Issue 139, Summer 1996
—Bank of England, guvnor? Bank of England’ll be closed this time of day.
Jermyn Street, gaslit and foggy on this rainy evening in 1901, pleased Mr. Santayana in its resemblance to a John Atkinson Grimshaw, correct and gratifyingly English, the redbrick church across from his boardinghouse at No. 87 serenely there, like all of St. James’s, on civilization’s firmest rock.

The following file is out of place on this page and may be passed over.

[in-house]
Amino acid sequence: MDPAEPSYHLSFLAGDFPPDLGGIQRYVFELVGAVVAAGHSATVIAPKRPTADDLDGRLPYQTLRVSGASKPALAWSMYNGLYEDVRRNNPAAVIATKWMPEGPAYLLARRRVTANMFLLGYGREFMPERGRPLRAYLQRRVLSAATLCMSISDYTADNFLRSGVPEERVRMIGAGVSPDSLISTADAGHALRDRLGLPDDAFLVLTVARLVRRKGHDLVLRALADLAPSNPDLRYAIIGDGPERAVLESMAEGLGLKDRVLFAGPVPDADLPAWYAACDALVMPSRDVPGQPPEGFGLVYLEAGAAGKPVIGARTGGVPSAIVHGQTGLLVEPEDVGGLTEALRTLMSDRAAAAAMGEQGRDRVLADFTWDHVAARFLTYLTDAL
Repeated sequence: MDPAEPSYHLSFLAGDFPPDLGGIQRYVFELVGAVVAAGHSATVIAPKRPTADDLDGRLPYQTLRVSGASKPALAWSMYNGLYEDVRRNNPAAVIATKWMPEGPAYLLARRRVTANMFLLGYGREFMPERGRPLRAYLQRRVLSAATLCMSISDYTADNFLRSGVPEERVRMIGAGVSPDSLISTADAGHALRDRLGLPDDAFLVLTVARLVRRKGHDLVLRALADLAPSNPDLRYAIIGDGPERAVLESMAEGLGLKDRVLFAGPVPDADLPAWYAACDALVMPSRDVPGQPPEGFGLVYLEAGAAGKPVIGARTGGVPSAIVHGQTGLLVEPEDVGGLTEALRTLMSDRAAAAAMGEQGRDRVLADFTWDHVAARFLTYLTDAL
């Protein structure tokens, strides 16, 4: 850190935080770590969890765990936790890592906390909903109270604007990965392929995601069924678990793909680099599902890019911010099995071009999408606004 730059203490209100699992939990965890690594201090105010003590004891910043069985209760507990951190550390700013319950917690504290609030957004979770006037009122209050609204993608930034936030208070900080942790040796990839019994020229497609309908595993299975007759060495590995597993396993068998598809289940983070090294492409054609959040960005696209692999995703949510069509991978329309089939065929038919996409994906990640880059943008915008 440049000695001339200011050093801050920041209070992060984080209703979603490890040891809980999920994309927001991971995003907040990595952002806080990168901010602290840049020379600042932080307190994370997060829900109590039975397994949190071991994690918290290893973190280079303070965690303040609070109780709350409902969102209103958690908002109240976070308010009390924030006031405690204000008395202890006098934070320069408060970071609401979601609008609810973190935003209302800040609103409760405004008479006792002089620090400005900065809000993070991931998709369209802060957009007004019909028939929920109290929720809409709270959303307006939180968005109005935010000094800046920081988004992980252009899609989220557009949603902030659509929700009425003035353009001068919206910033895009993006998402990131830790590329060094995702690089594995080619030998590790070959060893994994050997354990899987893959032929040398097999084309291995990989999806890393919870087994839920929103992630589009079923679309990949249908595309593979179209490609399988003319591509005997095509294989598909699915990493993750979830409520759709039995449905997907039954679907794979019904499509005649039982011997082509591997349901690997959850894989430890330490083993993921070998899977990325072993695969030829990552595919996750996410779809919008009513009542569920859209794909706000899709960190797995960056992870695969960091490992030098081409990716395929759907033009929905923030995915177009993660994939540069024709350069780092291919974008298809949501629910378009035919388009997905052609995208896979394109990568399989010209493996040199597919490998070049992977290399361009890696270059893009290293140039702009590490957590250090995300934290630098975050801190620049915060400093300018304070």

—Nevertheless, the Bank of England.
—Climb in, then, the cabman said. Slipped his keeper, he said to his horse. Threadneedle Street, old girl, and then what? Quadrupedante sonitu they clopped through the rain until, with a knowing sigh, the cabman reined up at the Bank of England. Mr. Santayana, having emerged brolly first, popping it open, paid the driver, tipping him with American generosity.
—I’ll wait, guvnor. You’ll never get in, you know. But a bobby had already come forward, saluting.
—This way, sir.
—I’ll be buggered, the cabman said. The inner court, where light from open doors reflected from puddles, pol…